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    A housing scheme for young people with vulnerabilities in Sheffield has created its own training course which has been nationally accredited. happycomputer.jpg

    The course is run by Guinness Care and Support at the Sheffield Foyer, which is a 60-room scheme that provides accommodation for young people aged between 16-25 such as care leavers and young mothers, reports 24dash.

    Along with proving temporary accommodation, the foyer also runs a course which helps the young people prepare for living life independently.

    Earlier this year, the team celebrated having their ‘move on’ training accredited by the National College of Further Education. It means young people completing the course can now gain the equivalent to an NVQ Level 1.

    Karen Shimwell, senior support officer at the Foyer, said: “We’ve worked with young people successfully for 15 years and we’re really proud of our track record. Without specific guidance, we know when young people ‘move on’ into their own accommodation and take on responsibility for their own tenancies, many fall into rent arrears, forget to pay their bills, or are at risk of anti-social behaviour. We help them acquire skills for independent living by providing advice and training on subjects like cooking, managing their money, health and hygiene, garden maintenance and communication. Some of the young people we work with face incredibly difficult circumstances – they might have dropped out of school or not be in touch with their families. Being able to study a course that’s accredited by the National College of Further Education obviously gives them a real confidence boost, and for some of them, their first recognised qualification.”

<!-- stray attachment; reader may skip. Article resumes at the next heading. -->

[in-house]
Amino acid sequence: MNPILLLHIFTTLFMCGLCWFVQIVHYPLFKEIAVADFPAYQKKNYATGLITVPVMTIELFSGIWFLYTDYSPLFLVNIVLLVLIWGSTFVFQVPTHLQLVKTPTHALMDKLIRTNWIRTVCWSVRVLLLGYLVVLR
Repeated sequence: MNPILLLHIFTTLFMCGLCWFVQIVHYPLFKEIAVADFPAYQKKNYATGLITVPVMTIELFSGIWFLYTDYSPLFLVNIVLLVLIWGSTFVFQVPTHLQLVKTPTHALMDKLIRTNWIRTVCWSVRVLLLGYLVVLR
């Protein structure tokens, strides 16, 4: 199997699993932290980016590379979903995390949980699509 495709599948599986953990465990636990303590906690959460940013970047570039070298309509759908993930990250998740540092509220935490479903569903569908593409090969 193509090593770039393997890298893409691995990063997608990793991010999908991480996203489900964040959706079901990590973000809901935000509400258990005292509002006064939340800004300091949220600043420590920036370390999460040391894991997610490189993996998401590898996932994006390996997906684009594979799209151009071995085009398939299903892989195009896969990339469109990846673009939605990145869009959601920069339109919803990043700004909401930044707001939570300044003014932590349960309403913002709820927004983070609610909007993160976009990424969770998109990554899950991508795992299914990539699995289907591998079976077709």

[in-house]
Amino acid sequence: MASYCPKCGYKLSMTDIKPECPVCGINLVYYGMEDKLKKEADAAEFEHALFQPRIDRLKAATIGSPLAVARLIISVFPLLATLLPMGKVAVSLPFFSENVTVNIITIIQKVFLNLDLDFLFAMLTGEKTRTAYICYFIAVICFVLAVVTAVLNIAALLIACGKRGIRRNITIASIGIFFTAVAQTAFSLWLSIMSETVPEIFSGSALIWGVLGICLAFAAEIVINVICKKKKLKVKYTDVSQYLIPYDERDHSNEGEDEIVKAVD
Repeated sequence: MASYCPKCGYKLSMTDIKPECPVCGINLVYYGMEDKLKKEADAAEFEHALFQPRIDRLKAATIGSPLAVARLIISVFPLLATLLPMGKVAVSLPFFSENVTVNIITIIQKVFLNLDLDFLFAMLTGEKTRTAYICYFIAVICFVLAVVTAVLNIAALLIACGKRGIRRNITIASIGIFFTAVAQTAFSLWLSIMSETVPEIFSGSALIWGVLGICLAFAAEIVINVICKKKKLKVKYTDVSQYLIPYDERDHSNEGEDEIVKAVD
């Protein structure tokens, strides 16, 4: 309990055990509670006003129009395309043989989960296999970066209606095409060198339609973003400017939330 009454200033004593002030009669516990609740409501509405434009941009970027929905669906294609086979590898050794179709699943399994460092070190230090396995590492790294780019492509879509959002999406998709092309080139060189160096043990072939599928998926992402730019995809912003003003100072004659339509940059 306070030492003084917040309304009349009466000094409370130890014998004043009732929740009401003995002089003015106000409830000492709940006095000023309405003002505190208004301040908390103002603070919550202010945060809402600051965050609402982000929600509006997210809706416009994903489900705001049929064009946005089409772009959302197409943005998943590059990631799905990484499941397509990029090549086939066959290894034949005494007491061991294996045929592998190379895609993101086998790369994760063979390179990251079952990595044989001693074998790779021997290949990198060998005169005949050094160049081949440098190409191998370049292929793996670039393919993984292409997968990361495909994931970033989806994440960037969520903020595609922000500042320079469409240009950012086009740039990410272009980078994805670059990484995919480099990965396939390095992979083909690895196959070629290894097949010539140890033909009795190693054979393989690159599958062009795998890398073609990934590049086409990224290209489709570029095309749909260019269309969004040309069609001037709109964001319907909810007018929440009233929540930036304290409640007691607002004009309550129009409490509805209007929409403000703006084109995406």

Councillor Jackie Drayton, Sheffield Council’s cabinet member for children, young people and families, said: “We have a big ambition for Sheffield that all children, young people and families in the city achieve their full potential. Becoming independent, living by yourself and taking on all the responsibilities that come with it – such as paying bills and being a good neighbour – can be a big step for anyone, especially young people. By completing this course and with the help and support from staff at the Sheffield Foyer, young people are being helped to live independently, gain confidence and achieve a qualification at the same time.  Well done to them all and good luck in the future.”

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    August 14, 2015 by Laura Matthews Categories: Community And Localism

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